Foreign Secretary Liz Truss defends private flight to Australia which ‘cost taxpayers £500,000’

Liz Truss insisted government decisions are based on 'value for money.' Credit: PA

Foreign Secretary Liz Truss has has defended chartering a private jet to Australia after reports estimated the journey would have cost taxpayers around £500,000.

Critics said the move was a “grotesque misuse” of public money, but Ms Truss said the government plane was available “precisely so that government ministers can travel”.Asked if it would not have been better to fly on a commercial airline, she insisted all government decisions are based on “value for money".

“Well, every government decision is based on value for money, we have a government plane specifically so ministers like me in my role as foreign secretary can go and do work overseas, which is ultimately delivering for the British people,” she said.

The Independent reported the foreign secretary had opted for the private flight for her trip last week due to security concerns, although commercial flights were available.

The newspaper said she had travelled on the private government Airbus A321, which a senior source told them would have cost £500,000 to operate.

The Foreign Office said the trip was within the rules set by the ministerial code.

Officials said using the private jet allowed the trip’s delegation to travel together and have private discussions on sensitive security matters, that commercial flights were fully booked, and that using a commercial flight would have separated Ms Truss from her delegation and protection team.

It also gave Ms Truss the option of returning to the UK early if needed, it is understood.

But Labour’s deputy leader Angela Rayner said the use of the private jet showed “the public exactly quite how little respect this Conservative government has for taxpayers’ money.”

Foreign Secretary, Liz Truss arrives in Downing Street, London Credit: Stefan Rousseau/PA

She said: “It is obscene that government ministers are jet setting yet are hiking taxes and refusing to do anything to help working families when they are feeling the pinch of the cost of living crisis.

“Tories waste disgusting amounts of public money on their own vanity and comfort, Labour wants to see families see a cut to energy bills, that is the difference.”

SNP environment spokesperson Deidre Brock added that it was a “grotesque misuse of taxpayers’ money to fund her jet-set lifestyle.”

She said: “With a record like this, Lavish Liz will make a fitting successor to Boris Johnson.”

In a policy paper called Back to Black which Ms Truss co-authored in 2009 she, along with others, outlined how: “Every public sector worker should feel personal responsibility for the money they spend and the money they save.

“They should spend taxpayers’ money with at least the care they would give to their own.

“This change of mindset would be reflected in everyday changes such as travelling by economy rather than business class, to larger scale changes around focusing on value for money.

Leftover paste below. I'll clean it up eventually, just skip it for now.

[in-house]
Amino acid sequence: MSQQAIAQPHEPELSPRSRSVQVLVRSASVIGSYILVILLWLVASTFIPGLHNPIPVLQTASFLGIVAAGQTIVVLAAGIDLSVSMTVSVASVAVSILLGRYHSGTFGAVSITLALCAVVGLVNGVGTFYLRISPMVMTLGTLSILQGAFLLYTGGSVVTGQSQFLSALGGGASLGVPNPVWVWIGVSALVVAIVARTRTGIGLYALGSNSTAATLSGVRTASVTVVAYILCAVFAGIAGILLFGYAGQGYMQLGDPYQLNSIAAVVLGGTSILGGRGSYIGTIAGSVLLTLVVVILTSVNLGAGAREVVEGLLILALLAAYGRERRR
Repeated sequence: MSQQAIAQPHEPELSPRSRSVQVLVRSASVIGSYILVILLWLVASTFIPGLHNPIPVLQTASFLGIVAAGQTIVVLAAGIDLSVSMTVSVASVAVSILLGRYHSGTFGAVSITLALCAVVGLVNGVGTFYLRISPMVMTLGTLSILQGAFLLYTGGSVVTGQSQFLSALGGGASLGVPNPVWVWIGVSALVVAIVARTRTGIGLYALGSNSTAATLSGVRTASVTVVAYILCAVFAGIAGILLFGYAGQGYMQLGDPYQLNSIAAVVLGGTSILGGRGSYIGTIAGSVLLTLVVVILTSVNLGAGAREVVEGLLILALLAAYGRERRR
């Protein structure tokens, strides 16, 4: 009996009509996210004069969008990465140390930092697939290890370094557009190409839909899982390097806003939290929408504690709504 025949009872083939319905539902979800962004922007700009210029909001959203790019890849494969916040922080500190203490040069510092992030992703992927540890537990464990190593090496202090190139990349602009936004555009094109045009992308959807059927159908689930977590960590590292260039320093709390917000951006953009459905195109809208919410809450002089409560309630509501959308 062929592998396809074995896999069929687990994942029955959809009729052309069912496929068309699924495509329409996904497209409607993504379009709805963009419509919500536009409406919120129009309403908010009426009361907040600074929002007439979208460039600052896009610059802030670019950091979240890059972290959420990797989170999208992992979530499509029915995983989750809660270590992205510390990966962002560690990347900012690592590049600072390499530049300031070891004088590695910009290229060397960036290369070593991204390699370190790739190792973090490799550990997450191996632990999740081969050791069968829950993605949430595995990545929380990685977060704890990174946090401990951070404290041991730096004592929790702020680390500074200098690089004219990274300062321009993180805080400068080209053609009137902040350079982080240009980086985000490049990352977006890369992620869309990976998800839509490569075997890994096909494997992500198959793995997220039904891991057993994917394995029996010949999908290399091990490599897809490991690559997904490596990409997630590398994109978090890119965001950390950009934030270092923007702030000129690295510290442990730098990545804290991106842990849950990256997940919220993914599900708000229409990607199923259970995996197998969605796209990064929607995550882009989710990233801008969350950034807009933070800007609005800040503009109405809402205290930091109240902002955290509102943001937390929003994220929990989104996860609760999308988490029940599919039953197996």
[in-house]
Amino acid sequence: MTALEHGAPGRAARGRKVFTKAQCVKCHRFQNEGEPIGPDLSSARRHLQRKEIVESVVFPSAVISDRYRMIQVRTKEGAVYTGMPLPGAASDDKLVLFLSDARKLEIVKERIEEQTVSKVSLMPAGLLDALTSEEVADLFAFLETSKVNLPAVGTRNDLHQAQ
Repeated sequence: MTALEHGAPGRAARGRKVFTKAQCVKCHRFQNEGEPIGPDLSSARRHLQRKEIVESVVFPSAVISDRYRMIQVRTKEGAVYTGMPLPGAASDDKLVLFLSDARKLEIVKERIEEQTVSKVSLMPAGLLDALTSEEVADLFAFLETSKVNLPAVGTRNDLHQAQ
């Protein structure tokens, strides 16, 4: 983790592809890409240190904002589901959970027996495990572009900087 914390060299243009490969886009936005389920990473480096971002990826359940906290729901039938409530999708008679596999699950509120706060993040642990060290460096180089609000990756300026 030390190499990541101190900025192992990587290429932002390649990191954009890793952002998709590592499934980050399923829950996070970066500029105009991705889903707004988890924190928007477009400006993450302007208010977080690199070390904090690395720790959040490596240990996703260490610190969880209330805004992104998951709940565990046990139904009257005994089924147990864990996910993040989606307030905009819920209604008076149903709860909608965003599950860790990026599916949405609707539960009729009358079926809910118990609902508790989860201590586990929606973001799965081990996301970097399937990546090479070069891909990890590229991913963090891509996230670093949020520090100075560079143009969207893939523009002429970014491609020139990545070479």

“It should start at the very top with MPs reviewing the expenses they have become accustomed to claiming and filter down throughout the entire sector.”

The ministerial code says that ministers can authorise non-scheduled flights “when a scheduled service is not available, or when it is essential to travel by air, but the requirements of official or Parliamentary business or security considerations preclude the journey being made by a scheduled service”.

Labour MP for Rhondda and the chair of the Commons Committee on Standards Chris Bryant tweeted: “For comparison, my first trip as a foreign office minister was on easyJet at 6am and we didn’t pay for speedy boarding.”

Foreign Secretary Liz Truss Credit: Aaron Chown/PA

A Foreign Office spokesperson said: “It’s necessary for the Foreign Secretary to travel abroad to pursue UK interests around security, trade and technology, as she did during this visit to Australia.

“Travelling this way allows ministers to have private discussions on sensitive security matters and flexibility to respond to rapidly changing global events.

“This trip used government transport and was fully within rules.”

The largest of the private aircraft available to government, RAF Voyager, was the subject of controversy in 2020 after a red, white and blue makeover costing almost £1 million.

The once-grey plane was been resprayed in white, with a Union flag on the tailfin and United Kingdom written in gold on the fuselage.

Boris Johnson had previously complained about the military paint scheme used on the jet.

The RAF Voyager Vespina used by the Prime Minister and the royal family, during its first operational tasking Credit: Corporal Alex Scott RAF/MoD Crown Copyright/PA

Downing Street confirmed at the time the work would cost “around £900,000”, and said the new colour scheme meant the plane could better represent the UK around the world with “national branding”.

A smaller aircraft, an Airbus A321, is what Ms Truss had used for her trip.

In photographs shared online last year it appeared to have had a makeover similar to that of the RAF Voyager, and the contract for the aircraft said “a key requirement for this new capability is that the aircraft must be operated in a “Global Britain” livery”.

The contract said this meant the plane could only be used by the government.